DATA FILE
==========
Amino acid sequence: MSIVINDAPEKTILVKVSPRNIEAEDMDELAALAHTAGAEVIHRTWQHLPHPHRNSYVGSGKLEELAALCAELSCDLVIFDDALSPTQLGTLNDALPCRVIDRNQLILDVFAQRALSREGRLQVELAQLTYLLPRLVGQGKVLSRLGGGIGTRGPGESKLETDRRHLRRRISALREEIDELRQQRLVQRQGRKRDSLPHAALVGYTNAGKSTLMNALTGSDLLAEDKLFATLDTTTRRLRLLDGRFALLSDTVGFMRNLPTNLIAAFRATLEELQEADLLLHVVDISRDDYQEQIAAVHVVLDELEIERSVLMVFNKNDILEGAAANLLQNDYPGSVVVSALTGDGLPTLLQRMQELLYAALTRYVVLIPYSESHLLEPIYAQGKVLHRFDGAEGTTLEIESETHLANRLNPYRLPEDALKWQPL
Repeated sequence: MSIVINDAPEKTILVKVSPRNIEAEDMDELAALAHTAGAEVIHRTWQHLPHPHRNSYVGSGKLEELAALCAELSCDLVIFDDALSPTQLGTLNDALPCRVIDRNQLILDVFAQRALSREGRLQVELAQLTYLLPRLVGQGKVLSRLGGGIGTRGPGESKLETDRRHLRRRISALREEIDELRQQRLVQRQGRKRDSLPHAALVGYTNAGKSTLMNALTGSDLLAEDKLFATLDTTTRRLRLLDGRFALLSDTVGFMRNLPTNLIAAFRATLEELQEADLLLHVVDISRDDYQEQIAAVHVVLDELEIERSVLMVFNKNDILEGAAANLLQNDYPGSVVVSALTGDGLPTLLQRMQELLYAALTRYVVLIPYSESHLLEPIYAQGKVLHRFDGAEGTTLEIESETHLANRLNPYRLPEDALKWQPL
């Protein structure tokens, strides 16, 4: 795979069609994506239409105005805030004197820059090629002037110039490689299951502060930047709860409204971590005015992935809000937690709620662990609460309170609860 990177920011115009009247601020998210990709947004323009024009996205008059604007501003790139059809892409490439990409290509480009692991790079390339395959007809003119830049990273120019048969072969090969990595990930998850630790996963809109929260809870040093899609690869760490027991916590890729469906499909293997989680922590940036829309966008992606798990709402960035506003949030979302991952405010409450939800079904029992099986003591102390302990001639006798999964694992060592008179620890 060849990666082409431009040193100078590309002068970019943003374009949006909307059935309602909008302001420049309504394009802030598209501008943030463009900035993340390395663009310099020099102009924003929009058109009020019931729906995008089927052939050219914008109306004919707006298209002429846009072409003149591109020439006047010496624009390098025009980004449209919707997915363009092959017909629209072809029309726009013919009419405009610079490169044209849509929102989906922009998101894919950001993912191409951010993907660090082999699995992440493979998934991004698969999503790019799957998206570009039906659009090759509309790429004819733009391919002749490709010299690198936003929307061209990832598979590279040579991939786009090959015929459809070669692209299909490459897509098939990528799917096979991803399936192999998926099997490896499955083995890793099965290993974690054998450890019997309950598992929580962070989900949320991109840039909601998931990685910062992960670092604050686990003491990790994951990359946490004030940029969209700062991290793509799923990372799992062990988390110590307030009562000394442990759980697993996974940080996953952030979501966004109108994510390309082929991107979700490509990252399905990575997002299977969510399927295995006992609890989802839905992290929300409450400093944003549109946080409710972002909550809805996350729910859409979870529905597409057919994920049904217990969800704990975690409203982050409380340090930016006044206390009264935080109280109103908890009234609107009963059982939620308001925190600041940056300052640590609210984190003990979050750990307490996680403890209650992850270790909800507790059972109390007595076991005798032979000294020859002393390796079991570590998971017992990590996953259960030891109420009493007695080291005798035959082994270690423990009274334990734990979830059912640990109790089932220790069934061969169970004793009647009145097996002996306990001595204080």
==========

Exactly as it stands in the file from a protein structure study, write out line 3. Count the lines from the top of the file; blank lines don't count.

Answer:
């Protein structure tokens, strides 16, 4: 795979069609994506239409105005805030004197820059090629002037110039490689299951502060930047709860409204971590005015992935809000937690709620662990609460309170609860 990177920011115009009247601020998210990709947004323009024009996205008059604007501003790139059809892409490439990409290509480009692991790079390339395959007809003119830049990273120019048969072969090969990595990930998850630790996963809109929260809870040093899609690869760490027991916590890729469906499909293997989680922590940036829309966008992606798990709402960035506003949030979302991952405010409450939800079904029992099986003591102390302990001639006798999964694992060592008179620890 060849990666082409431009040193100078590309002068970019943003374009949006909307059935309602909008302001420049309504394009802030598209501008943030463009900035993340390395663009310099020099102009924003929009058109009020019931729906995008089927052939050219914008109306004919707006298209002429846009072409003149591109020439006047010496624009390098025009980004449209919707997915363009092959017909629209072809029309726009013919009419405009610079490169044209849509929102989906922009998101894919950001993912191409951010993907660090082999699995992440493979998934991004698969999503790019799957998206570009039906659009090759509309790429004819733009391919002749490709010299690198936003929307061209990832598979590279040579991939786009090959015929459809070669692209299909490459897509098939990528799917096979991803399936192999998926099997490896499955083995890793099965290993974690054998450890019997309950598992929580962070989900949320991109840039909601998931990685910062992960670092604050686990003491990790994951990359946490004030940029969209700062991290793509799923990372799992062990988390110590307030009562000394442990759980697993996974940080996953952030979501966004109108994510390309082929991107979700490509990252399905990575997002299977969510399927295995006992609890989802839905992290929300409450400093944003549109946080409710972002909550809805996350729910859409979870529905597409057919994920049904217990969800704990975690409203982050409380340090930016006044206390009264935080109280109103908890009234609107009963059982939620308001925190600041940056300052640590609210984190003990979050750990307490996680403890209650992850270790909800507790059972109390007595076991005798032979000294020859002393390796079991570590998971017992990590996953259960030891109420009493007695080291005798035959082994270690423990009274334990734990979830059912640990109790089932220790069934061969169970004793009647009145097996002996306990001595204080």